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Luniverse NOVA X Arbitrum 01 What is Arbitrum & Why ?

This series of posts is produced in collaboration with ART: Aslan Research Team, a research team within the Aslan Academy, a blockchain research organization.

As part of Luniverse NOVA’s support of the Arbitrum chain, this series of posts is designed to help you better understand Arbitrum. You don’t need to have a complex knowledge of blockchain, we’ve organized the content in a way that makes it easy to understand.

In this article, we’ll cover how Arbitrum came to be, the features of the Arbitrum Chain, its main products and technologies, the mainnet and testnet, and an overview of Arbitrum’s history and roadmap.

1-1. Background of the Birth of Arbitrum

Ethereum is currently the undisputed No. 1 layer 1 blockchain. However, as we discussed in our last Polygon article, Ethereum suffers from the Trilemma: the tradeoff between scalability, decentralization, and security. Since Ethereum is already the best at decentralization and security, scalability is its biggest problem, which is why we’re seeing a number of L2 solutions like Polygon and Arbitrum to overcome this scalability issue.

As we covered in a previous article, Polygon is a Layer 2 scaling solution that emerged to overcome Ethereum’s scalability issues. As mentioned above, the Ethereum network has high transaction fees and processing times, as well as scalability issues, which limits the variety of users and the development of decentralized applications (DApps). To solve these problems, Polygon aims to improve Ethereum’s scalability, reduce costs and latency by using Plasma technology as a foundation. 

Like Polygon, Arbitrum aims to reduce the high transaction fees and processing times of the Ethereum network. However, unlike Polygon, which utilizes plasma technology, Arbitrum aims to improve Ethereum’s scalability by using technology based on roll-ups.

Other Solution – Polygon(Plasma) | Arbitrum(Roll-up)

Arbitrum came about in the same vein as Polygon, which we discussed earlier, to solve Ethereum’s scalability problem. The difference is that Polygon solved it through plasma, and Avitrum solves it through rollups.

While Polygon PoS has achieved incredible gas savings without sacrificing Ethereum’s security, the underlying problem with Plasma is data availability, which is why we’re seeing a trend toward focusing resources on things like L2 scaling and ZK rollups to find a better solution.

Polygon: Plasma

Polygon PoS is a public chain on the Polygon network that exists as a sidechain to Ethereum, utilizing the Proof-of-Stake (PoS) consensus algorithm and Plasma to improve the performance and scalability of the Ethereum network. A more detailed description of Plasma can be found in the Plasma section of our previous article.

While Polygon PoS has achieved incredible gas savings without sacrificing Ethereum’s security, the underlying problem with Plasma is data availability, which is why we’re seeing a trend toward focusing resources on things like L2 scaling and ZK rollups to find a better solution.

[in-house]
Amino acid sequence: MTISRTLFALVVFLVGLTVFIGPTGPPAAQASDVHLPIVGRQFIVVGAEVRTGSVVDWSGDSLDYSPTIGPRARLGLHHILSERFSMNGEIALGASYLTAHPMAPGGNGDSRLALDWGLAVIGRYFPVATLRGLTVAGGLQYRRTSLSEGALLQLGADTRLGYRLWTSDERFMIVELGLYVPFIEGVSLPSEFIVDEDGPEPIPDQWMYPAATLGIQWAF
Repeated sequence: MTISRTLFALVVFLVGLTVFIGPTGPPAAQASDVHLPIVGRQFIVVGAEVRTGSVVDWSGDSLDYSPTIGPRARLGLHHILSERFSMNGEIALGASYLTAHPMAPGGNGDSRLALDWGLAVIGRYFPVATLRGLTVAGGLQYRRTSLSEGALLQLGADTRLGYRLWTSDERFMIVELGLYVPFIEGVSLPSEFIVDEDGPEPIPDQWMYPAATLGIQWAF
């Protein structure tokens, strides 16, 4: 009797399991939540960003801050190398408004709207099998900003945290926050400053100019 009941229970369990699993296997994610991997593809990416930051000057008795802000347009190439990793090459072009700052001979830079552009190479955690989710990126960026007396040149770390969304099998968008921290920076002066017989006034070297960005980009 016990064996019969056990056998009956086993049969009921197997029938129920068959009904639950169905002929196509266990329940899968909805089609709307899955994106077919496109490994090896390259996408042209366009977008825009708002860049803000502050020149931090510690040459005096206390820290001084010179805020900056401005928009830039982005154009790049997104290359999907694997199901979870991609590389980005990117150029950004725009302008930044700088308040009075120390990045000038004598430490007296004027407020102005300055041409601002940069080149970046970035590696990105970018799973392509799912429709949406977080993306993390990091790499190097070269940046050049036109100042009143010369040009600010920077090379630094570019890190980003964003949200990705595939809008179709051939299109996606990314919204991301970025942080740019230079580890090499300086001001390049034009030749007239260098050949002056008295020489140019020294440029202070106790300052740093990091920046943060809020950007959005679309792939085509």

Arbitrum: Roll-up

Arbitrum is another Ethereum Layer 2 scaling solution, and it’s a protocol that uses rollups.


Rollups are a way to process transactions on Layer 2 and send only the final result to Layer 1, the Ethereum mainnet, to reduce the load on the mainnet and improve throughput. There are two main types of rollups: optimal rollups and ZK rollups.

1) Optimistic Rollup

Transaction verification is performed using a proof-of-fraud approach. The data is assumed to be correct, and validators have a period of time to dispute any incorrect data they find. After the challenge period, the data is assumed to be correct and the state is finalized. This approach supports common smart contracts and has low initial implementation costs, but can incur high gas costs during the challenge and verification process.

2) ZK Rollup

Transaction validation is performed using the proof-of-validity method. The sequencer submits a zero-knowledge proof along with the transaction data to Ethereum to verify the correctness of the data. Incorrect data is rejected from the start, with no appeal period and fast status finalization. ZKRollups offer a higher level of security and lower gas costs, but can be limited in their support for complex smart contracts.

Avitrum’s rollups perform transaction validation using the fraud proof approach of optimal rollup technology. Optimal rollups assume that the data is correct, and validators have a period of time to dispute any incorrect data they find, after which the data is considered correct and the status is finalized.

Offchain Labs, the developers of Avitrum, summarize the top reasons for choosing Optimal Rollups.

  1. fulfills user-demanded properties: Optimal rollups provide the properties users want, such as safety, guaranteed progress, visibility, and fast finality, in a trustless manner.